When the Toronto, Hamilton and Buffalo Railway was built through the west end of the already built up City of Hamilton in the summer of 1895 , several streets were bisected completely. The railway company built wooden bridges to reconnect streets such as Pearl Street.
On Saturday afternoon, July 29, 1965, a 14 year old boy deliberately set fire to a bushel basket containing rubbish which was standing near the Pearl street bridge. The fire quickly spread to the dried grass and then onto the bridge, causing serious damage to the structure.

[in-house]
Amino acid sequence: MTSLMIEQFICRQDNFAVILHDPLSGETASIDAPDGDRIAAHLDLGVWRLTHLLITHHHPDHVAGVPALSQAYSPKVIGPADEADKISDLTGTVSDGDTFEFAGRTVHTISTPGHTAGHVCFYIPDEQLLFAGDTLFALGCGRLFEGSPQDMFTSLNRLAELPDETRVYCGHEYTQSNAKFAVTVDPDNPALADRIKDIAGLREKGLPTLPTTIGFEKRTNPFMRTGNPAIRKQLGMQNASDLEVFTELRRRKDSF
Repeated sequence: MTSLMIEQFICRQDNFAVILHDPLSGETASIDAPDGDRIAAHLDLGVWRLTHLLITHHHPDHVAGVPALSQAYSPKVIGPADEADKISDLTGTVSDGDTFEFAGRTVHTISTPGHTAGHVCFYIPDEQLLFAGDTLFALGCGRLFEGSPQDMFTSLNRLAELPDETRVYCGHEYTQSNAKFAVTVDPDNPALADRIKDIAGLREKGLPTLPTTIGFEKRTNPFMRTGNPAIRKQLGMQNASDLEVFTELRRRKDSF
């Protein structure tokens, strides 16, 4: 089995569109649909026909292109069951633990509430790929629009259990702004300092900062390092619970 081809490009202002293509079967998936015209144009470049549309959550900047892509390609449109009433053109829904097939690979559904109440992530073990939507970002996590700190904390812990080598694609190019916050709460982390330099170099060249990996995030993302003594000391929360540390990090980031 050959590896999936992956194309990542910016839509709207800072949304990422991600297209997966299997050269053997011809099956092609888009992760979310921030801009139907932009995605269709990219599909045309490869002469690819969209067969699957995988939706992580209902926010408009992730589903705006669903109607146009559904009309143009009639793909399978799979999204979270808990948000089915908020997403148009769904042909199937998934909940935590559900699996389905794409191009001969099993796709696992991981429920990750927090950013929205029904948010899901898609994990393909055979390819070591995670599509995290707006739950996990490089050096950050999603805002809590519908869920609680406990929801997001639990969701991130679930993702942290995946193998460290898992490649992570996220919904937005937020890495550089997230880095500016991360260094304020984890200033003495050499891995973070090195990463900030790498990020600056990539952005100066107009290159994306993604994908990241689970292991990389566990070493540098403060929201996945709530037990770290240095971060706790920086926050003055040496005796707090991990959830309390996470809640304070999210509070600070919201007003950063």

In the first two images, the bridge is seen on fire, and also seen is a large crowd of neighbouring residents gathered to witness the excitement.
The bridges were the responsibility of the railway company to maintain and repair generally, but the railway company proved to be reluctant because the damage was the result of arson. The estimated amount needed to fully repair the bridge was $75,000 (1956 dollars)
In the above image, taken in March 1961, the bridge was still unrepaired, and closed off, with neither cars nor trucks allowed to use it.
The bridge would ultimately never be repaired and more many years was only used by pedestrians and bicyclists.
Now even those uses are not possible, although the 1895 bridge is still in place.
Photos courtesy PreVIEW, Local History and Archives, Hamilton Public Library.